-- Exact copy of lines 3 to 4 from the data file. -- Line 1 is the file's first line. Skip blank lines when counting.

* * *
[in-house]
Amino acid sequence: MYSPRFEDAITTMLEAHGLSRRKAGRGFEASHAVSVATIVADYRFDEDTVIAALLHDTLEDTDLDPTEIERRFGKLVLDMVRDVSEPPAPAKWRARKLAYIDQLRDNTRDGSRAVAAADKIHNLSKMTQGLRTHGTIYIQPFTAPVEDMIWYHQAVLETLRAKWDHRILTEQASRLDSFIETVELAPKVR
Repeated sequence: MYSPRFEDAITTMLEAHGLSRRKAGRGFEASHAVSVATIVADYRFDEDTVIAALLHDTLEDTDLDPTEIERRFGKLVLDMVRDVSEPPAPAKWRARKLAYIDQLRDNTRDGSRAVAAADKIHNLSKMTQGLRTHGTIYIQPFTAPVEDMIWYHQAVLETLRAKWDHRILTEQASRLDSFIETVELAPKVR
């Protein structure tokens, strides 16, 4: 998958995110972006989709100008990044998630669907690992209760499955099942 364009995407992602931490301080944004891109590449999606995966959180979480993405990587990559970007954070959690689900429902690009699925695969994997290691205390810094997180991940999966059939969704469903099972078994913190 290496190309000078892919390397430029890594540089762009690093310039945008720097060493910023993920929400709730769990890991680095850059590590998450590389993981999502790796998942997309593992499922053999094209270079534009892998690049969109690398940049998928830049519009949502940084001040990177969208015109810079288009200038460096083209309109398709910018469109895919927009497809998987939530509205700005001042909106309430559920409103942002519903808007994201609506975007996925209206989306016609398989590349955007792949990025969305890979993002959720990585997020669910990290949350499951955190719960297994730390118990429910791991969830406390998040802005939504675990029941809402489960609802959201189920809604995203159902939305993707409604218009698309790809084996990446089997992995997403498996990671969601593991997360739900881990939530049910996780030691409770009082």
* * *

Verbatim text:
Repeated sequence: MYSPRFEDAITTMLEAHGLSRRKAGRGFEASHAVSVATIVADYRFDEDTVIAALLHDTLEDTDLDPTEIERRFGKLVLDMVRDVSEPPAPAKWRARKLAYIDQLRDNTRDGSRAVAAADKIHNLSKMTQGLRTHGTIYIQPFTAPVEDMIWYHQAVLETLRAKWDHRILTEQASRLDSFIETVELAPKVR
């Protein structure tokens, strides 16, 4: 998958995110972006989709100008990044998630669907690992209760499955099942 364009995407992602931490301080944004891109590449999606995966959180979480993405990587990559970007954070959690689900429902690009699925695969994997290691205390810094997180991940999966059939969704469903099972078994913190 290496190309000078892919390397430029890594540089762009690093310039945008720097060493910023993920929400709730769990890991680095850059590590998450590389993981999502790796998942997309593992499922053999094209270079534009892998690049969109690398940049998928830049519009949502940084001040990177969208015109810079288009200038460096083209309109398709910018469109895919927009497809998987939530509205700005001042909106309430559920409103942002519903808007994201609506975007996925209206989306016609398989590349955007792949990025969305890979993002959720990585997020669910990290949350499951955190719960297994730390118990429910791991969830406390998040802005939504675990029941809402489960609802959201189920809604995203159902939305993707409604218009698309790809084996990446089997992995997403498996990671969601593991997360739900881990939530049910996780030691409770009082």